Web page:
How to Setup Apache2 UserDir in Ubuntu Linux

This post describes steps you can take to setup UserDir feature with Apache HTTP server in Ubuntu Linux.

In some school environments, you’ll see examples where teachers are given their own website to publish materials for students to access. Instead of having to create multiple server blocks, system administrator can use the UserDir feature to accomplish this.

The URL to reach the teacher’s page is usually the domain name followed by /~teacher_name.

User Directory or UserDir for short is a feature for Apache web server that allows user-specific directories to be accessed via Nginx. 

For example, when you enable this feature in Apache, users with accounts on the system will be able to share content in their home directories with the world via Apache.

This tutorial assumes that you already have Apache2 web server installed. If you haven’t, you may want to do that before continuing below.

Step 1: Install Apache2 HTTP Server

First, run the commands below to install Apache2 HTTP Server on Ubuntu

sudo apt install apache2

Step 2: Enabling UserDir on Apache2

To enable Userdir module for Apache2 webservers, run the commands below

sudo a2enmod userdir

After running the commands above the feature will be enabled and ready to be used. The configuration file is at /etc/apache2/mods-enabled/userdir.conf. But you don’t have to do anything. It’s already configured with the best options.

To access the config file, run the commands below

sudo nano /etc/apache2/mods-available/userdir.conf

Then validate the settings below:

<IfModule mod_userdir.c>
     UserDir public_html
     UserDir disabled root

        <Directory /home/*/public_html>
             AllowOverride FileInfo AuthConfig Limit Indexes
             Options MultiViews Indexes SymLinksIfOwnerMatch IncludesNoExec
             Require method GET POST OPTIONS

# vim: syntax=apache ts=4 sw=4 sts=4 sr noet

Step 3: Creating User Directories

Now that the feature is enabled, all users have to do is run the commands below to create a folder in their home directories called public_html by running the commands below.

mkdir ~/public_html

In the ~/public_html folder, create html documents to be shared and accessed via the webserver.

Restart Apache2 webserver to load the settings.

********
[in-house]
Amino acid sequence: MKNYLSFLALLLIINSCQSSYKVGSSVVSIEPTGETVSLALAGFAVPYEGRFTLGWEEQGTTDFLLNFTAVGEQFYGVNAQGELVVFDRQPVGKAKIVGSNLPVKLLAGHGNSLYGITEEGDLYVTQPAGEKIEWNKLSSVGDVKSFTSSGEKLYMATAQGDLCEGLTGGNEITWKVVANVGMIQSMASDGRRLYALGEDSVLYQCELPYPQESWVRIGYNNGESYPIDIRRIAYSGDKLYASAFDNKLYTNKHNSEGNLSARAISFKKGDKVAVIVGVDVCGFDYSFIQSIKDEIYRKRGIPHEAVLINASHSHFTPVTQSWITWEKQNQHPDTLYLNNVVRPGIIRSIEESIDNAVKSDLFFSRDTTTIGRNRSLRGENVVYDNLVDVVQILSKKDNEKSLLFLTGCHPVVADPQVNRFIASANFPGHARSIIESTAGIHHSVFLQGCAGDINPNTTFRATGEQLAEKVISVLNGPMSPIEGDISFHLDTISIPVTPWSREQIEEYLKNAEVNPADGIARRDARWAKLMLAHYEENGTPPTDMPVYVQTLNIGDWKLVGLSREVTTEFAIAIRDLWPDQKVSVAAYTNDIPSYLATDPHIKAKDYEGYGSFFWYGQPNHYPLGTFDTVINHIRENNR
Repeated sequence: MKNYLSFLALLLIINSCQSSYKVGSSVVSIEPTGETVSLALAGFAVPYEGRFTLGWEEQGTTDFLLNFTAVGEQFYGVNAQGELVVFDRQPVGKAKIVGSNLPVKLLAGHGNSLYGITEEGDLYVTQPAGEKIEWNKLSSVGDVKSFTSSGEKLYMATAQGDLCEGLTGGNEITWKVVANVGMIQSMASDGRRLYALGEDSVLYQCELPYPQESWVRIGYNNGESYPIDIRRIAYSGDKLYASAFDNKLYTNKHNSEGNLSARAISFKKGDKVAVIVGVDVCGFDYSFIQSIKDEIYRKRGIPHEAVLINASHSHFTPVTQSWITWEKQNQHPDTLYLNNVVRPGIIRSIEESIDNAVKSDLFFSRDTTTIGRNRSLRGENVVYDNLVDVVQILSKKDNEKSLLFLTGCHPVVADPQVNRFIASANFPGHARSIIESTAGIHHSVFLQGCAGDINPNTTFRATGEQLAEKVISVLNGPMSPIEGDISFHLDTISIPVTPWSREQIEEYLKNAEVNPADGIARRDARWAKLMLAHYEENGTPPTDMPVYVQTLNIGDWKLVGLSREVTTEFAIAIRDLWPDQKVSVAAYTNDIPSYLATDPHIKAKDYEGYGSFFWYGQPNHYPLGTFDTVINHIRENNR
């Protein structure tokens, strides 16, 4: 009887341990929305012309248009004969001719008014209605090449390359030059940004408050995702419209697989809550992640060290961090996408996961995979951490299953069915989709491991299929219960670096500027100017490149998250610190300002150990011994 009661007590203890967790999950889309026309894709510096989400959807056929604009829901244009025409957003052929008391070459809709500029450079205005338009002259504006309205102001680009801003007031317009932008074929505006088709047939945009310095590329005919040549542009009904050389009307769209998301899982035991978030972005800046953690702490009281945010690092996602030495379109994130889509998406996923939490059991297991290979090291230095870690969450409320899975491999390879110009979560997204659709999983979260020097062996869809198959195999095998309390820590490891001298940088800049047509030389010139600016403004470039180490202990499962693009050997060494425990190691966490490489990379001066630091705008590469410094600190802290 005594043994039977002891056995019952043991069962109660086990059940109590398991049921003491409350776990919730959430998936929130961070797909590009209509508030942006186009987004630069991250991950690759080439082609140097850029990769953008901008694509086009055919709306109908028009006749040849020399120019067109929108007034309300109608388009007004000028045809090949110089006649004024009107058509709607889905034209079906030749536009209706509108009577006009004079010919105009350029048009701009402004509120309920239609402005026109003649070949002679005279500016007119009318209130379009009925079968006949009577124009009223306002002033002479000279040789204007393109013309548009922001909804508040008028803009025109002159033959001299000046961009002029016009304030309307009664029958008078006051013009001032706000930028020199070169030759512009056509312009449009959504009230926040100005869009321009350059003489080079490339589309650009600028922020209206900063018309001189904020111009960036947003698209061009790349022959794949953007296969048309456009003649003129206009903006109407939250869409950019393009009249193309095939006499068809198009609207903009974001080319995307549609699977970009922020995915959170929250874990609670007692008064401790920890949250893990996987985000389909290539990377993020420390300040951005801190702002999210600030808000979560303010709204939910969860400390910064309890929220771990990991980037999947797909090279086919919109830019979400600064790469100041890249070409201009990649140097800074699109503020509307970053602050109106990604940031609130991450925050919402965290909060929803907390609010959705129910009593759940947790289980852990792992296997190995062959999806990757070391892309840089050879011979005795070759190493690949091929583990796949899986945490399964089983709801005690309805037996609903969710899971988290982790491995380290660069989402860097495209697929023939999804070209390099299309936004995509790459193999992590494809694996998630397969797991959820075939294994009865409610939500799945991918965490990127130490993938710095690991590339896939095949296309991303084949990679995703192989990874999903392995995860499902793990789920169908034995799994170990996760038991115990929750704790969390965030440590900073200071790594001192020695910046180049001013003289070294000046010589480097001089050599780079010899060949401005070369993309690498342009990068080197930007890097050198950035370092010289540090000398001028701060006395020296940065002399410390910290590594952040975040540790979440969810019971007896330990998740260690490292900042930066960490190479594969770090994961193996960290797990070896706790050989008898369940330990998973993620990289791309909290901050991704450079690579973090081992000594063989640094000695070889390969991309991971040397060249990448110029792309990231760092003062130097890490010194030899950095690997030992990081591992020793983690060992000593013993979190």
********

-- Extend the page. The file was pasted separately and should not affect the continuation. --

sudo systemctl restart apache2.service

Now test it out by browsing to the server hostname or IP address followed by the username.


apache2 user dir

This is how Apache2 Userdir module is configured for users to allow users with accounts on the systems to share content from their home directories.

That’s it!


  1. I tried your setting, but PHP and htaccess doesn’t by this way.
    PHP work correctly in the localhost (phpmyadmin work, phpinfo work). But PHP doesn’t work in the home directory !?
    What’s wrong ???

  2. Serving PHP files from user’s public_html directoriy is disabled by default for security reasons. If you want to enable PHP processing when using userdir this is what you need to do. First you edit following Apache configuration file in this way:

    sudo nano /etc/apache2/mods-available/php5.conf
    Now you need to comment out a few lines from to the next so you get something like this:

    SetHandler application/x-httpd-php

    SetHandler application/x-httpd-php-source

    # To re-enable php in user directories comment the following lines
    # (from to .) Do NOT set it to On as it
    # prevents .htaccess files from disabling it.
    # php_admin_value engine Off

    Last thing you just restart Apache web server and create public_html directory inside your home directory like this:

    sudo service apache2 restart
    mkdir /home/$USER/public_html

    That’s it and every user on your PC should be able to serve PHP pages from his /home/username/public_html directory, and that pages should be accessible on address. Now you can develop for web using public_html to store and test your PHP and HTML code.

  3. So funny. You had to repeat exactly what the post said because the person is complaining about his inability to follow directions. Worse than trolls.

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